Window On A Malnourished World This Week: Here’s What You Need To Know
Get Ready For A Poshan Atlas
Here’s a new idea: an atlas to map the crops and food grains grown in different parts of the country under POSHAN Abhiyaan. The point is to promote locally-grown, nutritious and protein-rich food, as a way out of India’s malnutrition impasse. The atlas is being developed by the Ministry of Women and Child Development (WCD), in association with the Bill & Melinda Gates Foundation and Deendayal Research Institute. “The solution to tackling malnutrition lies in promoting regional cropping patterns and embracing local food that are rich in protein," said Smriti Irani, Union Minister of WCD. She was speaking at the 5th National Council on India’s Nutrition Challenges, on October 10, Thursday, in Delhi
“A humane solution has to be developed. POSHAN is an exercise for life for all citizens and should not be limited to women and children.”—Smriti Irani
Think Probiotics For Ending Malnutrition In 20 Years: Bill Gates
Across the world, Bill Gates, the Microsoft co-founder and also of the Bill and Melinda Gates Foundation, which is committed to combatting malnutrition across the world, created a stir with his op-ed piece in The Telegraph, UK: “Why probiotics could hold the key to solving malnutrition – the world’s worst health problem.” And the key to that solution, he wrote on October 7, Monday, is detecting gut imbalance. Or the play of good and bad bacteria in our gut microbiome. Probiotics, or good bacteria, have shown promise in the potential to maintain a healthy gut. Gates delivered a lecture as recipient of the 2019 Professor Hawking Fellowship at Cambridge University, emphasising the problem of hunger across the globe.
“I get asked a lot what I would choose if I could only solve one problem. My answer is always malnutrition–the greatest health inequity in the world.”
The Largest Micronutrient Survey In The World
Monday, October 7, was a milestone day. The Comprehensive National Nutrition Survey (CNNS) 2016-18, the largest micronutrient survey in the world, painted a stark picture of the state of health and nutrition among Indian children, age 0-19. Conducted with the aid of international organisations like the US Centre for Disease Control (CDC) and UNICEF, as well as with Indian institutes like AIIMS, PGIMER, NIN, KSCH and CDSA, amongst others, it was based on interviews with 112,316 children and adolescents across 30 states.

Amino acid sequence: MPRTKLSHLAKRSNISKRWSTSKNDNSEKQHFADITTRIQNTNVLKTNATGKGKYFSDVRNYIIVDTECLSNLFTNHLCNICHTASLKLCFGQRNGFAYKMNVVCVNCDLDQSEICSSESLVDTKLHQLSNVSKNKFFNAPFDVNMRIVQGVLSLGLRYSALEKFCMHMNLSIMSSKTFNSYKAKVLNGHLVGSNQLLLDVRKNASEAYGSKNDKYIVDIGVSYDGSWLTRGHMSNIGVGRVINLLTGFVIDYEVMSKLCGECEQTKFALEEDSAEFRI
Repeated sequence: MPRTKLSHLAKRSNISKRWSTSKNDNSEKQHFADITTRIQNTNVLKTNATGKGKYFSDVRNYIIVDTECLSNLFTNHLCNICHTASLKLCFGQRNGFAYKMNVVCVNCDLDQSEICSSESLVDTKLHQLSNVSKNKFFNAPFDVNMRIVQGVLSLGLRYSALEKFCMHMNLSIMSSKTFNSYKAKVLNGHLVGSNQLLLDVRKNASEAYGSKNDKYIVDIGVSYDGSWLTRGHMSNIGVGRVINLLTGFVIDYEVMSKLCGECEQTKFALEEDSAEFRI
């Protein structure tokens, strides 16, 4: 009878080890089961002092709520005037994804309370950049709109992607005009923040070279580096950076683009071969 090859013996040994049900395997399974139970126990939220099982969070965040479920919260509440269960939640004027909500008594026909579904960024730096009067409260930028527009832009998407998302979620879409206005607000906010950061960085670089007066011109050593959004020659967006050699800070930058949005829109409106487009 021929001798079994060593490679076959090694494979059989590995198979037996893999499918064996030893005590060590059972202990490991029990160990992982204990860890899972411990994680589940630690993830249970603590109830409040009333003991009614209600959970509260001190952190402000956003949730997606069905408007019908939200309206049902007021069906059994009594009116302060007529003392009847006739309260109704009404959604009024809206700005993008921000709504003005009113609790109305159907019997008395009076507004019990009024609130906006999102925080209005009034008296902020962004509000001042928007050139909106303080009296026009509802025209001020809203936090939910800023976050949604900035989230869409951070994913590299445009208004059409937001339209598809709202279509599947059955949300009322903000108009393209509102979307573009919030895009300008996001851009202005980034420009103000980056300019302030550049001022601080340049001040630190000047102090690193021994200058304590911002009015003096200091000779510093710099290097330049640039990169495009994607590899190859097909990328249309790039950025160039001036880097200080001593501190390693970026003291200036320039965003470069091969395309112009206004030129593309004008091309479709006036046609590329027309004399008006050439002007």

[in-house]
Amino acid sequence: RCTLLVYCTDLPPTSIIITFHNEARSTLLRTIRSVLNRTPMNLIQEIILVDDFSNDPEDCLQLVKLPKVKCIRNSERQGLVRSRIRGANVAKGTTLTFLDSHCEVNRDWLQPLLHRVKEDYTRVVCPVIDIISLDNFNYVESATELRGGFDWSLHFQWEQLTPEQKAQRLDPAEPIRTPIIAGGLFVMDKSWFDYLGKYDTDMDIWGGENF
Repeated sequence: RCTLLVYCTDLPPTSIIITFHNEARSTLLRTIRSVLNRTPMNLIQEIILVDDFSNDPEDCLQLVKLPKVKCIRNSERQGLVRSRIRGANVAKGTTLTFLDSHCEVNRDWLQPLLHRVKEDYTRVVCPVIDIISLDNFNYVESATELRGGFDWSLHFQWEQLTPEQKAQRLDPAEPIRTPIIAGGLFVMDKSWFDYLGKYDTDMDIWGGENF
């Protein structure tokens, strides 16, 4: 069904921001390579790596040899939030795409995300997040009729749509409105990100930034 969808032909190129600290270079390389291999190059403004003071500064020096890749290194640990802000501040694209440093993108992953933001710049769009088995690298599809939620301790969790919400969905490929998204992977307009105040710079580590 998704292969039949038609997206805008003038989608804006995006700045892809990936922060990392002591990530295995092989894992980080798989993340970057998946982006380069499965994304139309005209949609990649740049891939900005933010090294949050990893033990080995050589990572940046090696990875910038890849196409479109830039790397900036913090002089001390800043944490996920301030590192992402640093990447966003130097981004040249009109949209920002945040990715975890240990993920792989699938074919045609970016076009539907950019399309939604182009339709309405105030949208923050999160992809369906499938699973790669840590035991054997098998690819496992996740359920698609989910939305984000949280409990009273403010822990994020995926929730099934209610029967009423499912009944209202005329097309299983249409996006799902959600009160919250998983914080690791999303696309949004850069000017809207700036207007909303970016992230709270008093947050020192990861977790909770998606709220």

-41% pre-schoolers, 24% school-age children and 28% adolescents were found anaemic, with greater prevalence among children below age two.
-40% of girls were anaemic, compared to 18% boys
-6% children age 6-23 months were fed minimum acceptable diet
-1% school-age children and adolescents were diabetic, while 3% of school-age children and 4% adolescents had high total cholesterol
-1 in 3 Indians, or 447 million, were found to have anaemia, a quarter of anaemia cases worldwide.
The prevalence of anaemia was highest among Scheduled Tribes, followed by the Scheduled Castes. Madhya Pradesh had the highest prevalence of anaemia (54%) while Nagaland had the lowest (8%), followed by Kerala at 9% per cent.
Rice For Plastic
They started on October 2, the 150th birth anniversary of Mahatma Gandhi. And within a week, everybody is talking about them. Mana Peddapuram, a Facebook group with 24,000 and 2000 volunteers from the small town of Peddapuram in Andhra Pradesh, has come up with a brainwave to make India plastic-free and fight against hunger. And it’s working. Led by a young MBA, Naresh Pedireddi, the group gives away the same quantity of rice (bought at wholesale rate from mills) as plastic (preferably single-use) brought to them. The plastic is then given to recycling plants. The group plans to run this campaign once a week.
Edible Cottonseed, Anyone?
The USFDA on Friday, October 11, approved a new kind food source—edible cottonseed. Developed by Texas A&M University scientists, these genetically modified, protein-packed cottonseeds can be used as food for both people and animals. Apparently, they tastes a bit like chickpeas and can help tackle global malnutrition. Cottonseeds carry a toxin, making it unfit for humans and animals. Led by Keerti Rathore, Texas A&M AgriLife Research plant biotechnologist, the genetically-engineered cottonseed is not toxic. And with about 22 per cent protein, cottonseeds may soon become a new source of food to meet the requirements of world’s all the malnourished.